Tyler Lydon’s complete performance helps Syracuse to the Sweet 16

first_img Published on March 20, 2016 at 11:21 pm Contact Jesse: jcdoug01@syr.edu | @dougherty_jesse ST. LOUIS — When his fourth straight missed free throw rolled off the rim and fell out, Tyler Lydon turned away from the basket and made it two steps toward halfcourt.Face red, cheeks puffed out, Lydon drew a big breath while staring at nothing in particular. He later guessed he hadn’t missed four straight at the line since the sixth grade. But before he could walk even farther away from his fifth attempt, Trevor Cooney briskly jogged from the bench and told him to step back up to the line.“I don’t know if it can be repeated,” Cooney said of what he yelled to Lydon. “I mean it happens. He just kept looking back and it made me mad. I just wanted him to make the next foul shot and not worry about just missing that one foul shot. Just stay on the line and make the next shot.”That’s what Lydon did, and the rest of the freshman’s performance only led to frustration for Middle Tennessee State. He finished with 14 points, seven rebounds and a career-high six blocks as the Orange (21-13, 9-9 Atlantic Coat) rolled the Blue Raiders, 75-50, at the Scottrade Center on Sunday to advance to the Sweet 16. MTSU favored a switch-everything, man-to-man that often gave SU a size advantage inside, and Lydon helped exploit that while using his 6-foot-8 frame to protect the rim on the other end.An uncharacteristic 6-for-10 night at the line was the only blemish on his performance. And in the end it was hardly a blemish at all.AdvertisementThis is placeholder text“He’s a lottery pick in time. He’s something, he’s something,” MTSU head coach Kermit Davis said after the game. “… I thought he competed hard today. I mean, he rebounded it and was just really hard to score over.”Playing in the center spot early on, Lydon was often left alone to defend relentless penetration by the Blue Raiders. Middle Tennessee State came into the contest as the 14th-best 3-point-shooting team in the country, and the SU zone aggressively extended accordingly. That forced MTSU to go off the dribble, and Lydon held his own inside without much help defense from the wings.But Boeheim thought he was especially effective on defense when paired with center Dajuan Coleman, which allowed him to swoop in from the weak side for blocks and rebounds. Right after completing a 3-point play, Lydon backtracked on defense and hung in the air before swatting a Perrin Buford layup attempt out of bounds. And after MTSU inbounded the ball moments later, he ranged over to the left block and pinned Reggie Upshaw against the backboard before collecting the loose ball.“Getting a good block always feels good,” Lydon said. “A big 3 is probably a better feeling than a big block, but a big block is always a lot of fun to look back and watch it.”With Lydon anchoring the interior defense for 34 minutes — his final plus-minus was a team-high plus-28 — the Blue Raiders shot a bleak 11-of-40 from inside the arc. Lydon also became just the 20th player since 2010 to finish with six or more blocks in an NCAA Tournament game.If he was feeling any jitters in his first run through March Madness, it only showed at the foul line.“It was really weird,” Lydon said. “I was telling Trevor, ‘They all feel good, I don’t know what else to change.’”As it turned out, he didn’t need to change a thing. Whatever he did from that fourth missed free throw on forward was more than enough. Comments Facebook Twitter Google+last_img read more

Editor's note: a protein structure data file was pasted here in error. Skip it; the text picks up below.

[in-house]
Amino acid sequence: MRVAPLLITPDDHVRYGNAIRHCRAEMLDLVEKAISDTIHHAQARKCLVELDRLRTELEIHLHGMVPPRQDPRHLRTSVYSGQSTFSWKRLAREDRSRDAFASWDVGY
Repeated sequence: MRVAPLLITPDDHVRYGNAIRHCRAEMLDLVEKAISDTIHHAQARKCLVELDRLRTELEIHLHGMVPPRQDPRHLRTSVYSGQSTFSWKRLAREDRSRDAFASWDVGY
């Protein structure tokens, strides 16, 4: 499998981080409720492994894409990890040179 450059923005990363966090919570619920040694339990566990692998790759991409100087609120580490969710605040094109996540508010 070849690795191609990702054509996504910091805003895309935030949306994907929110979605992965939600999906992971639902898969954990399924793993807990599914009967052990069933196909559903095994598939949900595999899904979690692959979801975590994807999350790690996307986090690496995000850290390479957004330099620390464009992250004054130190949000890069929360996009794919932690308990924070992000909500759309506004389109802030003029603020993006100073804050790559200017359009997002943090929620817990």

Credit Availability Falls Again as Lenders Prepare for QM

first_img Share in Data, Origination Mortgage credit availability tightened again in September as lenders continued to cut programs that fall outside the Consumer Financial Protection Bureau’s (CFPB) qualified mortgage (QM) criteria.[IMAGE]The “”Mortgage Bankers Association’s””:http://mba.org/default.htm (MBA) Mortgage Credit Availability Index (MCAI) decreased 0.7 percent to 110.7, matching August’s decline. [COLUMN_BREAK]””Credit availability tightened last month as more lenders removed program offerings with loan terms greater than 30 years and/or interest-only features, similar to the trend we observed last month,”” said Mike Fratantoni, MBA’s VP of research and economics. “”Just as before, we believe this reflects lenders’ implementation of the Ability to Repay/Qualified Mortgage regulation which comes fully into effect in January.””At the same time, MBA observed increased willingness among lenders to offer higher loan-to-value ratio loans–particularly to jumbo borrowers–offsetting some of September’s overall decrease in credit availability.The MCAI, put together with data made available through AllRegs’ Market Clarity product, is calculated using metrics and underwriting criteria from more than 85 lenders. The index was benchmarked at 100 in March 2012; if it had been tracked in 2007, it would have been at a level of roughly 800. October 8, 2013 448 Views center_img Credit Availability Falls Again as Lenders Prepare for QM Agents & Brokers Attorneys & Title Companies Compliance Consumer Financial Protection Bureau Investors Lenders & Servicers Mortgage Bankers Association Regulation Service Providers 2013-10-08 Tory Barringerlast_img read more